Payne and Lomax worked together, and the tolerant and liberal philosophy established by the founders of the Society made it a comfortable bed ground for all kinds and colors of Texas folklorists.
Leonidas Warren Payne
The activities of the Texas Folklore Society were pretty well established during its first decade, when members began their annual meetings where they read papers and discussed a wide variety of folklore and brought in national and international folklorists as guest lecturers. Texas folklorists who were to lay the philosophical groundwork as the officers and leaders were Walter Prescott Webb, Stith Thompson, Dorothy Scarborough, Herbert Bolton, Lomax, and Payne. And in 1916 the Society issued its first major publication, now called Round the Levee, which was edited by Stith Thompson.
The first phase of the Texas Folklore Society ended with the San Marcos meeting in 1917 and the problems of World War I and its aftermath.
| J. Frank Dobie
The next chapter in the preservation and presentation of folklore in Texas began with J. Frank Dobie. After his discharge from the army Dobie returned to The University in 1919 as an English instructor. He lasted one year before he became disillusioned with the teaching profession. He resigned in 1920 and took a job managing his uncle Jim Dobie's ranch. If there is one point that can be counted as the exciting force in Dobie's life as the director of the Society and the state's leading folklorist, it is a night he sat around the campfire and listened to a vaquero tell tales of buried treasure in the Brasada. He later said of that time: "During the year I spent on Los Olmos Ranch while Santos talked, while Uncle Jim Dobie and other cowmen talked or stayed silent, while the coyotes sang their songs, and the sandhill cranes honked their lonely music, I seemed to be seeing a great painting of something I'd known all of my life. I seemed to be listening to a great epic of something that had been commonplace in my youth but now took on new meanings." Dobie discovered the depth of his roots through his discovery of Texas folklore.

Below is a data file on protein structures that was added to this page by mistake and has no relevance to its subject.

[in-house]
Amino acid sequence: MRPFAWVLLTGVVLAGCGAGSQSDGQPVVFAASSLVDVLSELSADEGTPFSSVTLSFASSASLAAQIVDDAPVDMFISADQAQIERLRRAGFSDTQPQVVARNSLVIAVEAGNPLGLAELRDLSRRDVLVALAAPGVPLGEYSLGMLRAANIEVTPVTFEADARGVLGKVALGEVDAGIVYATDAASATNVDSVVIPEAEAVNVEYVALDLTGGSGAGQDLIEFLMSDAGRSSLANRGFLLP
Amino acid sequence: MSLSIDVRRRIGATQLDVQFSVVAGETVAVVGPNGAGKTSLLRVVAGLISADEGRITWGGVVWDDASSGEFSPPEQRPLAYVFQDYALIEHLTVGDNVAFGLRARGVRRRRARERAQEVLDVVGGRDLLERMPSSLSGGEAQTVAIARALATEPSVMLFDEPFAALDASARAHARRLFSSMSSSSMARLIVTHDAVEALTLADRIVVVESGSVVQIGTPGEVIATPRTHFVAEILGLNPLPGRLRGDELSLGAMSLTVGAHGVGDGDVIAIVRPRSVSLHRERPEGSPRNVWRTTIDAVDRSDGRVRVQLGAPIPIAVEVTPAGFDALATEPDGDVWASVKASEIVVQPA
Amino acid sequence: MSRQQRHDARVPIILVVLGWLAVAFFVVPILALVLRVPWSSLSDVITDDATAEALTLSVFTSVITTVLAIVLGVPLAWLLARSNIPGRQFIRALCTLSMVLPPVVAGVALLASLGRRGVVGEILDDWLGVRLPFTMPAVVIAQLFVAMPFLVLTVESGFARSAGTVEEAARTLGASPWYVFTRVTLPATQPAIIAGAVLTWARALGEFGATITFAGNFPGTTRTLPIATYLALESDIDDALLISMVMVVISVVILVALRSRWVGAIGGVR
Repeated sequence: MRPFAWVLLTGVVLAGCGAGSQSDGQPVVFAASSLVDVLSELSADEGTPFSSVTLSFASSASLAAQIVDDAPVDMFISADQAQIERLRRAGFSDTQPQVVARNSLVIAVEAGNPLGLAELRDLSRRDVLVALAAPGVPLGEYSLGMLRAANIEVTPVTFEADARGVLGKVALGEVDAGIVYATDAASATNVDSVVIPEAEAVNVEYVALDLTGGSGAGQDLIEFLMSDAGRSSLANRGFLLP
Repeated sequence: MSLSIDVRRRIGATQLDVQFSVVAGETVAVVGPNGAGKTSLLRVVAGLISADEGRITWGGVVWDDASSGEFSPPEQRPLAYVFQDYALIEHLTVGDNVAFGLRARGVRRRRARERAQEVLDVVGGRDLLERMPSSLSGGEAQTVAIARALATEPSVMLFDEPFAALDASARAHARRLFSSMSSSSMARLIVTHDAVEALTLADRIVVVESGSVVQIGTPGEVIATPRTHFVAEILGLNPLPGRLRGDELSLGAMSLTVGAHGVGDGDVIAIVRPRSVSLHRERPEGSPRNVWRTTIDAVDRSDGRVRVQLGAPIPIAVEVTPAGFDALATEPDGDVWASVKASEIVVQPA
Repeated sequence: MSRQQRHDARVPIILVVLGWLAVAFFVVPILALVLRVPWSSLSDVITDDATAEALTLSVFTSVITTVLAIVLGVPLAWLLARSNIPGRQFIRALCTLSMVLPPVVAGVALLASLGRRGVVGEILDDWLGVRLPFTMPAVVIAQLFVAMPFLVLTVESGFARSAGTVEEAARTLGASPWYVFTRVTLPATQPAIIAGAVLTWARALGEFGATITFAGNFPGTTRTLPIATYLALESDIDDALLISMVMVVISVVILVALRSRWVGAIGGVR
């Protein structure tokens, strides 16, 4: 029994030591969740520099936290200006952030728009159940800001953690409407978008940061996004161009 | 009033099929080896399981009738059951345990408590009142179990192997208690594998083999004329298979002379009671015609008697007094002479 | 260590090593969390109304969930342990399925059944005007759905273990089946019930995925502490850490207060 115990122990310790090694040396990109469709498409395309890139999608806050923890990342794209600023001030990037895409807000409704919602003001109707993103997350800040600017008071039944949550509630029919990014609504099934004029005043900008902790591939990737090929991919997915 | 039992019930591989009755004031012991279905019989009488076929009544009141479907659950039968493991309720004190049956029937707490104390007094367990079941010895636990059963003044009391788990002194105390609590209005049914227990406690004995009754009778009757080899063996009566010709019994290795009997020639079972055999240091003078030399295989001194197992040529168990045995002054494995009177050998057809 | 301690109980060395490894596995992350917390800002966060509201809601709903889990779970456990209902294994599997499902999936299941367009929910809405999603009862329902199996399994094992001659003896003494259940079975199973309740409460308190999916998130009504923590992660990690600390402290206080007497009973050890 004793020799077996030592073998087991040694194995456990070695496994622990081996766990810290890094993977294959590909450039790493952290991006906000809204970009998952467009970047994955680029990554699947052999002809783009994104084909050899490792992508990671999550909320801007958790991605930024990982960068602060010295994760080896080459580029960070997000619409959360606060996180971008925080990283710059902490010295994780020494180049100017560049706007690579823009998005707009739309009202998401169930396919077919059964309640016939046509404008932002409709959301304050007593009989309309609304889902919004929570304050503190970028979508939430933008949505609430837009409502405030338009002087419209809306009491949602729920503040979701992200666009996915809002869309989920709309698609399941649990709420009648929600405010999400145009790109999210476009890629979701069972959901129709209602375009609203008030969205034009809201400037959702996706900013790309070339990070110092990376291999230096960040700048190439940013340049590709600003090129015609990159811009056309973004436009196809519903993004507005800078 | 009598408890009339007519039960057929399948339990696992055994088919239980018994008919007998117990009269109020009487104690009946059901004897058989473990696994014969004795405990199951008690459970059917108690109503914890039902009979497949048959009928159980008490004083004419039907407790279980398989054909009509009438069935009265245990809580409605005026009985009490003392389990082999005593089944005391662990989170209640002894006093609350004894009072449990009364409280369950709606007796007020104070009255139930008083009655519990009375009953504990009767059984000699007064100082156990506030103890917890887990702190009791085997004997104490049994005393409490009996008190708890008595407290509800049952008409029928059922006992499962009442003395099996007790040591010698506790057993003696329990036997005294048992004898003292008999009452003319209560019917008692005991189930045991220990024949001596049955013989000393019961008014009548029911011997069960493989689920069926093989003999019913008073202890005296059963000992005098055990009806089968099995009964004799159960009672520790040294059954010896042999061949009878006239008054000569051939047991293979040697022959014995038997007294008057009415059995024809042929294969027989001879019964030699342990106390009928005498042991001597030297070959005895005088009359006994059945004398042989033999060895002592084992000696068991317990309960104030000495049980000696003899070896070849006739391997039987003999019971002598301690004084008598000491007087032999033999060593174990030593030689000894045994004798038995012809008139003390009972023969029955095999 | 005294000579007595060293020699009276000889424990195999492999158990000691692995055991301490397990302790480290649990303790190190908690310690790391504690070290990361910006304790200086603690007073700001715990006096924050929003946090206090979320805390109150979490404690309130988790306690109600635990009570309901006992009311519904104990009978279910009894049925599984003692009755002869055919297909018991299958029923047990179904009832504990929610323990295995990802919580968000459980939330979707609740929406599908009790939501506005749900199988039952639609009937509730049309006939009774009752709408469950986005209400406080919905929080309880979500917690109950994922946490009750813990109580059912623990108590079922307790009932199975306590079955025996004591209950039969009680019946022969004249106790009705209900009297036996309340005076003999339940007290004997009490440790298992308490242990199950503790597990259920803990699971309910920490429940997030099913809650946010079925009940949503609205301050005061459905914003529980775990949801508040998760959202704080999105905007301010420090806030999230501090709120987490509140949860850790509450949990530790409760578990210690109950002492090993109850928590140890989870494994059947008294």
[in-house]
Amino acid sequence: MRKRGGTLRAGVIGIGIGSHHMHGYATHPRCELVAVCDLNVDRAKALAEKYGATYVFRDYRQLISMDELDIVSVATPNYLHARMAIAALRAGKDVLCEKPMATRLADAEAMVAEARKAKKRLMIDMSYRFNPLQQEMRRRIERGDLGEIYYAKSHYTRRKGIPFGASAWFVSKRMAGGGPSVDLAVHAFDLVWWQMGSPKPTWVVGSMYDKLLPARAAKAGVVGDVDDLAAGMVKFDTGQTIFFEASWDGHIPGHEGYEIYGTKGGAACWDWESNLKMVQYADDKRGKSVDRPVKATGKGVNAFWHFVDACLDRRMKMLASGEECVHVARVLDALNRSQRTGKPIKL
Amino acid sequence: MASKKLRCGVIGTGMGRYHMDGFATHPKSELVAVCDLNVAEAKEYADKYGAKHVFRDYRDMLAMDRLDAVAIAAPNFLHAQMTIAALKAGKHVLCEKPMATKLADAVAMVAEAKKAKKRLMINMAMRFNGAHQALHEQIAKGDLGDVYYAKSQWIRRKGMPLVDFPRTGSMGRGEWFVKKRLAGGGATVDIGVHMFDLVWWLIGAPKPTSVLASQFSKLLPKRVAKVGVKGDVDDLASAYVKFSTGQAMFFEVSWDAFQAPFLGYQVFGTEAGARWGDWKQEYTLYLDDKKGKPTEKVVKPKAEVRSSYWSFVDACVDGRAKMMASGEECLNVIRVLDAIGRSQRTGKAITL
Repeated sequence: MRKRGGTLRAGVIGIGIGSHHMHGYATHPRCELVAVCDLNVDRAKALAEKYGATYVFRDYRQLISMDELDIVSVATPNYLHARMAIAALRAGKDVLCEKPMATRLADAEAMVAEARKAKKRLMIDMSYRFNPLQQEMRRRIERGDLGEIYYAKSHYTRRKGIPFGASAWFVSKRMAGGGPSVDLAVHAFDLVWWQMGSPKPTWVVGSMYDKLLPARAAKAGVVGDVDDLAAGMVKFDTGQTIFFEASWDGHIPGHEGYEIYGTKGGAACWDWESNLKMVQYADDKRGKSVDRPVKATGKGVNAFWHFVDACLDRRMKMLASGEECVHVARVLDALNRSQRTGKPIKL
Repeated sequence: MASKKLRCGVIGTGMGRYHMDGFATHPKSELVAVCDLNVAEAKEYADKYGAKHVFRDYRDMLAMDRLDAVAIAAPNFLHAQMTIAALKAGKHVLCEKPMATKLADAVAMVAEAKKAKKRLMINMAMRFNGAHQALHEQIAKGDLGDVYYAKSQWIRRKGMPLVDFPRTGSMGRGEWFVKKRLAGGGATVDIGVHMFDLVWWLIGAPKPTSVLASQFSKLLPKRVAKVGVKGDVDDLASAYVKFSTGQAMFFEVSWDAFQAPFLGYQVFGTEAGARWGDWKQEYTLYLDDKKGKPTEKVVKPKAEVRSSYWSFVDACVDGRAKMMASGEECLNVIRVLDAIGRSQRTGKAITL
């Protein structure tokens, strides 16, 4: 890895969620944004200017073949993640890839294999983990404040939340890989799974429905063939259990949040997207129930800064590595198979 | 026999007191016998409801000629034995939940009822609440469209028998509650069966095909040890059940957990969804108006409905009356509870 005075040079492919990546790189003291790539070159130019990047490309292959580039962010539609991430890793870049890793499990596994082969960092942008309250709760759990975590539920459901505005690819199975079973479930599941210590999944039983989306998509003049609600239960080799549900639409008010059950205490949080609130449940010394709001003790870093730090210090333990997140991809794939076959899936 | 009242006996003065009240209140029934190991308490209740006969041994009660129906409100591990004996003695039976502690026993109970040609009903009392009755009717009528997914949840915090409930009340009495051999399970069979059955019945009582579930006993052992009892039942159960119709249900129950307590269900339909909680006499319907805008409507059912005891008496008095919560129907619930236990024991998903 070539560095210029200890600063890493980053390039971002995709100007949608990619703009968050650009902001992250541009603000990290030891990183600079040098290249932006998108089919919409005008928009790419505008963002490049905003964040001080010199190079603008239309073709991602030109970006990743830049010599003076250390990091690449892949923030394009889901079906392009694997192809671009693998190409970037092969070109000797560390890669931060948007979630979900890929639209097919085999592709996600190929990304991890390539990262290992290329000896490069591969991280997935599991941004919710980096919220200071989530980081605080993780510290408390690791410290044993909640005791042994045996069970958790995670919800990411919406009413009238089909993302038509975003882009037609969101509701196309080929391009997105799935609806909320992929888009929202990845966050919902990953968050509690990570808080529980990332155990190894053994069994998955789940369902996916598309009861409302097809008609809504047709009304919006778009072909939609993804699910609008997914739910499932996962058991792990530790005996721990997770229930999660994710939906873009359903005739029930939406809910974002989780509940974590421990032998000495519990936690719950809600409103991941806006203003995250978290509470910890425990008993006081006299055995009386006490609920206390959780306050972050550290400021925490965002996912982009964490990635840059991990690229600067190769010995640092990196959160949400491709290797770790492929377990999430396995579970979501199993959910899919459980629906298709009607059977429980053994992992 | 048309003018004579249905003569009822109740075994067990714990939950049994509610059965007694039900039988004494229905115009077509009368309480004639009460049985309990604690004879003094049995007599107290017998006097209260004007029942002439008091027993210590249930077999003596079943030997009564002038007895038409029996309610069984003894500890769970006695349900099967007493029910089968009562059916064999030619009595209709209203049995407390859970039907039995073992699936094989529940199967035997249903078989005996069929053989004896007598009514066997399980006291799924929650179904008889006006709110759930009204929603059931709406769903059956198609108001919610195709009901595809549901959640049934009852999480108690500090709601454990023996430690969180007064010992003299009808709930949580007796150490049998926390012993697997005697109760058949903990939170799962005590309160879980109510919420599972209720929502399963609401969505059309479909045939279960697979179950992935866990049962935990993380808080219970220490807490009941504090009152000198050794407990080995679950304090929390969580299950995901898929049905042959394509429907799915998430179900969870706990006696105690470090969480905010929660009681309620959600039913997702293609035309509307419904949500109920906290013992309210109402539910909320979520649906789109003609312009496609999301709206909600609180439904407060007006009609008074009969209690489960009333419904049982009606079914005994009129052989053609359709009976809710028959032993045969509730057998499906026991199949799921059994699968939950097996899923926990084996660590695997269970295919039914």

Dobie returned to The University in 1921 and with Leonidas Payne awoke the Society from its four years sleep. He was elected the Secretary-Treasurer and took upon himself the duties of editor of the second PTFS, which came out in 1923. Except for two years during World War II the Society has met annually and has not missed a year without at least one publication. either of its own editing or by sponsorship.
Dobie was inspired by Lomax's work and Lomax's approach to his subject, and his aim, like Lomax's, was to get the general public involved in folklore. Dobie didn't begin as a popularizer. His first instructions to collectors of folklore, published in Coffee in the Gourd in 1923, were in line with Payne: " . . . no legend should be adorned, 'doctored,' or changed from its usual form. It should be written as it is usually told." He had earlier sent out under his own name Payne's 1910 Pamphlet with its solidly academic instructions to collectors.